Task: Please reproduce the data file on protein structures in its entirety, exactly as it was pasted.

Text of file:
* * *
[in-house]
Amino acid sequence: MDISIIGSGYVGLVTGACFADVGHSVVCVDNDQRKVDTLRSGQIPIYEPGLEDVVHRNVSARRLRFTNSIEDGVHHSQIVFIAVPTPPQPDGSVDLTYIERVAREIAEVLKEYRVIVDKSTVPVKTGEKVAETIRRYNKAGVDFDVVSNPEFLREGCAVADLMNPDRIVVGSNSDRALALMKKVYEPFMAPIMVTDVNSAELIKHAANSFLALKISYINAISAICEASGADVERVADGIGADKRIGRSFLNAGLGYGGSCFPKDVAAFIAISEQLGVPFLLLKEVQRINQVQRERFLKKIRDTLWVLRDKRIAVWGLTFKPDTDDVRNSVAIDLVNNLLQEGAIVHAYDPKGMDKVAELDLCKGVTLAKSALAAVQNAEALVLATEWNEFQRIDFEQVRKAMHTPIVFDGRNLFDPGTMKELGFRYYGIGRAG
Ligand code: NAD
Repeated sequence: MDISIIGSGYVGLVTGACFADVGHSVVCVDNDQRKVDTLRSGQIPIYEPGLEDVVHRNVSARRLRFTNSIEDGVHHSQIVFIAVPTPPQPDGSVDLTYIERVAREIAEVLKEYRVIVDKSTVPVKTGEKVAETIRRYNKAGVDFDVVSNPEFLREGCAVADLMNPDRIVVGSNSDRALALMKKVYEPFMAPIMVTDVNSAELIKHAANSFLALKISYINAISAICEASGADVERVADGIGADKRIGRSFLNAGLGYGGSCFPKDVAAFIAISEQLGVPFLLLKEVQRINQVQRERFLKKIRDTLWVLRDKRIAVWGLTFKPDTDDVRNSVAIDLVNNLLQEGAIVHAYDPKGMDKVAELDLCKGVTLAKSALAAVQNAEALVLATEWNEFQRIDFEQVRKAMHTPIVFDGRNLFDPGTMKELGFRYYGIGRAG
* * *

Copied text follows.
[in-house]
Amino acid sequence: MDISIIGSGYVGLVTGACFADVGHSVVCVDNDQRKVDTLRSGQIPIYEPGLEDVVHRNVSARRLRFTNSIEDGVHHSQIVFIAVPTPPQPDGSVDLTYIERVAREIAEVLKEYRVIVDKSTVPVKTGEKVAETIRRYNKAGVDFDVVSNPEFLREGCAVADLMNPDRIVVGSNSDRALALMKKVYEPFMAPIMVTDVNSAELIKHAANSFLALKISYINAISAICEASGADVERVADGIGADKRIGRSFLNAGLGYGGSCFPKDVAAFIAISEQLGVPFLLLKEVQRINQVQRERFLKKIRDTLWVLRDKRIAVWGLTFKPDTDDVRNSVAIDLVNNLLQEGAIVHAYDPKGMDKVAELDLCKGVTLAKSALAAVQNAEALVLATEWNEFQRIDFEQVRKAMHTPIVFDGRNLFDPGTMKELGFRYYGIGRAG
Ligand code: NAD
Repeated sequence: MDISIIGSGYVGLVTGACFADVGHSVVCVDNDQRKVDTLRSGQIPIYEPGLEDVVHRNVSARRLRFTNSIEDGVHHSQIVFIAVPTPPQPDGSVDLTYIERVAREIAEVLKEYRVIVDKSTVPVKTGEKVAETIRRYNKAGVDFDVVSNPEFLREGCAVADLMNPDRIVVGSNSDRALALMKKVYEPFMAPIMVTDVNSAELIKHAANSFLALKISYINAISAICEASGADVERVADGIGADKRIGRSFLNAGLGYGGSCFPKDVAAFIAISEQLGVPFLLLKEVQRINQVQRERFLKKIRDTLWVLRDKRIAVWGLTFKPDTDDVRNSVAIDLVNNLLQEGAIVHAYDPKGMDKVAELDLCKGVTLAKSALAAVQNAEALVLATEWNEFQRIDFEQVRKAMHTPIVFDGRNLFDPGTMKELGFRYYGIGRAG